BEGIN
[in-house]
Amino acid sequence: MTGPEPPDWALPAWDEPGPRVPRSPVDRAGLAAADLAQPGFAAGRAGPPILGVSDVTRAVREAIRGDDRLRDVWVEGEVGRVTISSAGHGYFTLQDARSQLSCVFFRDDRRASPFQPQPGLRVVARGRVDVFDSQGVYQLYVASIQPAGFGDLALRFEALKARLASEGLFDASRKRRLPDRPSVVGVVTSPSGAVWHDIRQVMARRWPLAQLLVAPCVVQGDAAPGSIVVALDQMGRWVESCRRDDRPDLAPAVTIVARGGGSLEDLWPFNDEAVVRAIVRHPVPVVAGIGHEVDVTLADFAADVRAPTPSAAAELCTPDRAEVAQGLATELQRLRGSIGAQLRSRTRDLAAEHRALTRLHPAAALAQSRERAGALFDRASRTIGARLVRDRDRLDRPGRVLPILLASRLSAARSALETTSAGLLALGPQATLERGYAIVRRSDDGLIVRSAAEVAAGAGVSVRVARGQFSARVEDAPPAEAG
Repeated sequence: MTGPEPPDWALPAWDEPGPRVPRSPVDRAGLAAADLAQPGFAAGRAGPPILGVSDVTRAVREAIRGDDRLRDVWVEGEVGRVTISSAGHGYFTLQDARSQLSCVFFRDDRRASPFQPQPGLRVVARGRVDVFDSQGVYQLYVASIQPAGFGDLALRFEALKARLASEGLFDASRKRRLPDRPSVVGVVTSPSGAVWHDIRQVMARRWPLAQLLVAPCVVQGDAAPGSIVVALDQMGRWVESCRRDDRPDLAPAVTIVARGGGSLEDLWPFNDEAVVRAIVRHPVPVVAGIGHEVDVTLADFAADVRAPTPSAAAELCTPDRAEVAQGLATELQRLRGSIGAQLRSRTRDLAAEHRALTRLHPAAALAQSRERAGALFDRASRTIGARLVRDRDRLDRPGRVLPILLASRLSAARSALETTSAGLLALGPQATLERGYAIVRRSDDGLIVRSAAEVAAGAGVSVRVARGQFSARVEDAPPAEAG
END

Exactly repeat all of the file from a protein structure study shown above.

[in-house]
Amino acid sequence: MTGPEPPDWALPAWDEPGPRVPRSPVDRAGLAAADLAQPGFAAGRAGPPILGVSDVTRAVREAIRGDDRLRDVWVEGEVGRVTISSAGHGYFTLQDARSQLSCVFFRDDRRASPFQPQPGLRVVARGRVDVFDSQGVYQLYVASIQPAGFGDLALRFEALKARLASEGLFDASRKRRLPDRPSVVGVVTSPSGAVWHDIRQVMARRWPLAQLLVAPCVVQGDAAPGSIVVALDQMGRWVESCRRDDRPDLAPAVTIVARGGGSLEDLWPFNDEAVVRAIVRHPVPVVAGIGHEVDVTLADFAADVRAPTPSAAAELCTPDRAEVAQGLATELQRLRGSIGAQLRSRTRDLAAEHRALTRLHPAAALAQSRERAGALFDRASRTIGARLVRDRDRLDRPGRVLPILLASRLSAARSALETTSAGLLALGPQATLERGYAIVRRSDDGLIVRSAAEVAAGAGVSVRVARGQFSARVEDAPPAEAG
Repeated sequence: MTGPEPPDWALPAWDEPGPRVPRSPVDRAGLAAADLAQPGFAAGRAGPPILGVSDVTRAVREAIRGDDRLRDVWVEGEVGRVTISSAGHGYFTLQDARSQLSCVFFRDDRRASPFQPQPGLRVVARGRVDVFDSQGVYQLYVASIQPAGFGDLALRFEALKARLASEGLFDASRKRRLPDRPSVVGVVTSPSGAVWHDIRQVMARRWPLAQLLVAPCVVQGDAAPGSIVVALDQMGRWVESCRRDDRPDLAPAVTIVARGGGSLEDLWPFNDEAVVRAIVRHPVPVVAGIGHEVDVTLADFAADVRAPTPSAAAELCTPDRAEVAQGLATELQRLRGSIGAQLRSRTRDLAAEHRALTRLHPAAALAQSRERAGALFDRASRTIGARLVRDRDRLDRPGRVLPILLASRLSAARSALETTSAGLLALGPQATLERGYAIVRRSDDGLIVRSAAEVAAGAGVSVRVARGQFSARVEDAPPAEAG